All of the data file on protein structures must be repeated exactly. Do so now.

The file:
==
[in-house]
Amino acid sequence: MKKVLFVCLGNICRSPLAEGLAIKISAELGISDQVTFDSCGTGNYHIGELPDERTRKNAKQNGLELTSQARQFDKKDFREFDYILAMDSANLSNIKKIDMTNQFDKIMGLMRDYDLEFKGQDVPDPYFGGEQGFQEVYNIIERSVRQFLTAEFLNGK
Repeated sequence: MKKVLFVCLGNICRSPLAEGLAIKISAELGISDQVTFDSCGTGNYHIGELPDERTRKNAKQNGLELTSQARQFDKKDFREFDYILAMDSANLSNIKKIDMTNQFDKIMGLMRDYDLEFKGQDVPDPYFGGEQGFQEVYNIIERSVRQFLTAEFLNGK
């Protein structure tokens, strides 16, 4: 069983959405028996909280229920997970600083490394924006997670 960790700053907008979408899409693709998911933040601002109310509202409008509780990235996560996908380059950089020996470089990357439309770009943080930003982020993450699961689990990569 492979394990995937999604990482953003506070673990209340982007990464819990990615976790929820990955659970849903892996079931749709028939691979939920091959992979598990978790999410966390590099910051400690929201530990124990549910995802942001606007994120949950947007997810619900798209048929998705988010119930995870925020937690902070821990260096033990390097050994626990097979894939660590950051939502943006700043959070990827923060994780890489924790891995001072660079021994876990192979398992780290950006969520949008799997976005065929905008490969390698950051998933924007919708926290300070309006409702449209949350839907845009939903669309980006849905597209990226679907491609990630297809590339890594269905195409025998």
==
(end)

[in-house]
Amino acid sequence: MKKVLFVCLGNICRSPLAEGLAIKISAELGISDQVTFDSCGTGNYHIGELPDERTRKNAKQNGLELTSQARQFDKKDFREFDYILAMDSANLSNIKKIDMTNQFDKIMGLMRDYDLEFKGQDVPDPYFGGEQGFQEVYNIIERSVRQFLTAEFLNGK
Repeated sequence: MKKVLFVCLGNICRSPLAEGLAIKISAELGISDQVTFDSCGTGNYHIGELPDERTRKNAKQNGLELTSQARQFDKKDFREFDYILAMDSANLSNIKKIDMTNQFDKIMGLMRDYDLEFKGQDVPDPYFGGEQGFQEVYNIIERSVRQFLTAEFLNGK
């Protein structure tokens, strides 16, 4: 069983959405028996909280229920997970600083490394924006997670 960790700053907008979408899409693709998911933040601002109310509202409008509780990235996560996908380059950089020996470089990357439309770009943080930003982020993450699961689990990569 492979394990995937999604990482953003506070673990209340982007990464819990990615976790929820990955659970849903892996079931749709028939691979939920091959992979598990978790999410966390590099910051400690929201530990124990549910995802942001606007994120949950947007997810619900798209048929998705988010119930995870925020937690902070821990260096033990390097050994626990097979894939660590950051939502943006700043959070990827923060994780890489924790891995001072660079021994876990192979398992780290950006969520949008799997976005065929905008490969390698950051998933924007919708926290300070309006409702449209949350839907845009939903669309980006849905597209990226679907491609990630297809590339890594269905195409025998």